I Bought TREK When I Should Have Bought SPECIALIZED

The other weekend I was riding my newer bicycle, a Trek Marlin 4 Silver Mountain Bike with the 19.5 inch frame, that I purchased directly from Trek's website in December of 2018.

It's been a "few" months (19 months to be exact) and I am experiencing an ongoing state of buyers remorse from having purchased this bicycle from Trek.  My big take-away from the experience is that Trek should support all bikes and components on the bike they sell. The should support the lower end budge bikes like they do their top-of-line models, but I don't feel like that's the case.

The internet experience of buying the bike was great. I found what I wanted and waited for a holiday sale. Boom... done. I had no clue what I was in for.

The bike seller I was had it shipped to, Palo Alto Bicycles (so they could construct it for me), was staffed with nice and then not so nice folks. The mechanic acted like an arrogant ass.

I got the bike and it was exciting to have a nice, new bicycle.

First thing that happened on my very first ride was that the bike would not stay in the top gear. When I contacted Trek, even though the bike was under warranty (Whatever that might mean) they outright stated that the derailleur is a third-party component and it is not covered in their warranty. So I was SOL there.  (It still doesn't stay in top gear.)

A few weeks later, the basic little reflectors that came attached to the bike wheels more or less disintegrated on their own and fell off. No, there was no hard riding on my part. All street, very few miles.

The disc brakes on the bike started to act out a few months after receiving the bike. The rear brakes started to sound like marbles in a blender. Then the front brake started to sound like an earthquake whistle on caffeine. I didn't bother contacting Trek... I have the presumption someone else made the brakes so I didn't bother reaching out.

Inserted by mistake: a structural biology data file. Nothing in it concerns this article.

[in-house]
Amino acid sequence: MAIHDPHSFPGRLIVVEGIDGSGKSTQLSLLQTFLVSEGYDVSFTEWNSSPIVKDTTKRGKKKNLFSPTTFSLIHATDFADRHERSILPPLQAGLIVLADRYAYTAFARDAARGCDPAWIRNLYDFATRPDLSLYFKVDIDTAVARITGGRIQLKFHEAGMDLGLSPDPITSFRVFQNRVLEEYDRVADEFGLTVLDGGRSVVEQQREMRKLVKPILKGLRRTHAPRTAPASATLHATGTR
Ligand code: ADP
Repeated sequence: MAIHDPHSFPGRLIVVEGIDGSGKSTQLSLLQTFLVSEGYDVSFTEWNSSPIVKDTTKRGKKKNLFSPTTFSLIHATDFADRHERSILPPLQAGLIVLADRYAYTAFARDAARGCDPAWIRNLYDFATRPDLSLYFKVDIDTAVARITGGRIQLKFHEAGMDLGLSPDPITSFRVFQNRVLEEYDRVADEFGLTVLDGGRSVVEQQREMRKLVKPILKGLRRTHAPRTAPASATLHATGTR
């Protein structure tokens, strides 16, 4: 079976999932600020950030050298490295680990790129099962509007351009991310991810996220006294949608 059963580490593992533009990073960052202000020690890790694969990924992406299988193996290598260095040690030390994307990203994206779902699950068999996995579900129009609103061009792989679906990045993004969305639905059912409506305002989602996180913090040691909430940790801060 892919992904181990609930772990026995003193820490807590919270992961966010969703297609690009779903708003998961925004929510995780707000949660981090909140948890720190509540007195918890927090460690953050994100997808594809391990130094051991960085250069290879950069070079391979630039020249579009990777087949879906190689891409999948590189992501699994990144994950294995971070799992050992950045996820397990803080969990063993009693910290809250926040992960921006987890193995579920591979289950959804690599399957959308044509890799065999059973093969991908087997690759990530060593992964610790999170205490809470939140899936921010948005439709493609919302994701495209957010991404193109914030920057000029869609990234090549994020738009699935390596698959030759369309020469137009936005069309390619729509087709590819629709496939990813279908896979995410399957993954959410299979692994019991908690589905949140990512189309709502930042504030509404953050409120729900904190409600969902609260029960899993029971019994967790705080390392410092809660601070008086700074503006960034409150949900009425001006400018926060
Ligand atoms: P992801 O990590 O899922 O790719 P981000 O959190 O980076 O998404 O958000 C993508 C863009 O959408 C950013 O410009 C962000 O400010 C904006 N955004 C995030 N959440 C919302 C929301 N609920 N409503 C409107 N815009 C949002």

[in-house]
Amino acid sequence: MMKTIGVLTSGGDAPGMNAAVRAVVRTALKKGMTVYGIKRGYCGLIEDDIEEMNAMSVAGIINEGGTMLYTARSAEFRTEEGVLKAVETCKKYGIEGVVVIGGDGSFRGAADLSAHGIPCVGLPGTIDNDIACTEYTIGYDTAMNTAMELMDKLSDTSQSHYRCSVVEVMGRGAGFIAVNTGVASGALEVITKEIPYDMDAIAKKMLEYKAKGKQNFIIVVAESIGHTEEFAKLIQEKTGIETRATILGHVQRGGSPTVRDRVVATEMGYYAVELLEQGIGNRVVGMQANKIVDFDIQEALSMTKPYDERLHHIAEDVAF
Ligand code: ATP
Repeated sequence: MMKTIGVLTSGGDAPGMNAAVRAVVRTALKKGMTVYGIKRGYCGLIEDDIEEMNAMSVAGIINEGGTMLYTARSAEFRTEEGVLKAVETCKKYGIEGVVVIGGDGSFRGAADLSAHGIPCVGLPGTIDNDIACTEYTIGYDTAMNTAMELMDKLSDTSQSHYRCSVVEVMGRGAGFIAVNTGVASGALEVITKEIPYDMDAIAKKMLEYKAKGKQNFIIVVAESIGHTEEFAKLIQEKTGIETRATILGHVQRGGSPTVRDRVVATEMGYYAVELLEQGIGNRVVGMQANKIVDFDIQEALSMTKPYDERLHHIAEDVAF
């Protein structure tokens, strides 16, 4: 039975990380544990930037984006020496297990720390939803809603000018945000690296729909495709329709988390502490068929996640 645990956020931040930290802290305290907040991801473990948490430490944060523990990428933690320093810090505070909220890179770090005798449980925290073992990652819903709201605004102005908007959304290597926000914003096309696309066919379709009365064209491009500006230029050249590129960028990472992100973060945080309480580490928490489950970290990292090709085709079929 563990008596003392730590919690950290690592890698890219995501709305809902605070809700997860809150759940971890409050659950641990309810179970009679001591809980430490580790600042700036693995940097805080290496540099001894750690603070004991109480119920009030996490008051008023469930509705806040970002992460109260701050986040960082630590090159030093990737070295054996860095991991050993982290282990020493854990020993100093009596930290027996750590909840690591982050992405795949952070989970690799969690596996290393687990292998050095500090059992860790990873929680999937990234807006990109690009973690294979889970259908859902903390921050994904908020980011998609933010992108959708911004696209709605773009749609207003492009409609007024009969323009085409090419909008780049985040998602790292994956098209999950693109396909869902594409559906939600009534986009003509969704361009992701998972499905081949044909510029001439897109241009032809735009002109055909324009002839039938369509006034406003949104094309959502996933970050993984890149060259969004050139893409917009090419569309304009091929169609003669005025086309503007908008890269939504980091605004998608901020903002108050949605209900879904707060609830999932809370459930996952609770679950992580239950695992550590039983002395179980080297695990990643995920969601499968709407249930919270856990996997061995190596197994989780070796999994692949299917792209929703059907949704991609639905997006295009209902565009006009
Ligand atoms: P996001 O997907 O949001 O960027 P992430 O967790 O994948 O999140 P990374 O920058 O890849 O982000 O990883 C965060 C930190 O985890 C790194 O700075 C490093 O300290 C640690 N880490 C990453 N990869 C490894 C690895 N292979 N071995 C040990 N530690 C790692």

[July 2020] 

--Today, my seat height won't stay put. No matter how TIGHT I make the quick release lever, the seat ever so slowly inches its way down. I had a mechanic use a tool to CRANK down on the quick-release lever.

--The rear tire tube failed. No punctures, no nothing, just failed and went flat.

--The plastic on the base of the seat has just started snapping and falling off. Eroding, if you will.

--I had a bike shop recently adjust the derailleur so I can get in to that last high speed gear, and now I can't gt it into the front-ring low gear, without having to turn the bike over and shift it by hand.

Despite being the kind of guy that puts up to 500 miles a month on a bike, after 19 months, I barely have 350 miles on the thing. I really don't have my usual eagerness to ride a bike any more because of this bike.

I had just kept the bike as a 'ride around work' neighborhood bike and I'm not even sure I could sell this bicycle to anyone, in good faith.

At this point, I'm honestly thinking I should have gone with Specialized.  No joke. Sure, I could have a more terrible consumer experience, but this is just frustrating.


I bought this bike because I have an old Gary Fischer bike that has held up to everything I've ever done to it. It has around 7,000 miles on it and I'm on my second, my third set of tubes.  I decided to buy from Trek because they bought out Gary Fischer and I was trying to stay loyal to the original brand. When a brand is bought out, I don't believe brand loyalty applies after that. Looking back, I guess that was not the best reason to buy from Trek. 

Sadly, when I bought this bike there were more Specialized bike sellers around me where I lived and I guess I should have gone that route because back then it would have been easier to get to a Specialized dealer. 

We live and learn, right? And my lesson here is that even though I know riders who swear by their high-end Trek models, some of us budget folks may not see the same consumer support treatment.

I'm not sure when I'll be able to afford a new bicycle again, but when I can, you know where I'm not going! Maybe this time, I'll make the right call.

This was consumer's food for thought gang.

-----> UPDATE/FOOTNOTE July 25, 2020

I had sent this post in a letter to customer support and all they said was 'it looks like your mind is made up."  

I sent the letter to see what they would do, but all they did was ask if I reached out to Shimano via my Trek distributor...  (No one from Trek told me I could do that) and then they said that it looks like your mind is made up.  

To be honest, it wasn't, until they said that. that my mind really wasn't made up.

Bummer. Now my bike is in the shop because the derailleur stopped shifting into the lowest (smaller) front gear wheel. The bike only has 349 miles on it.  Sigh.

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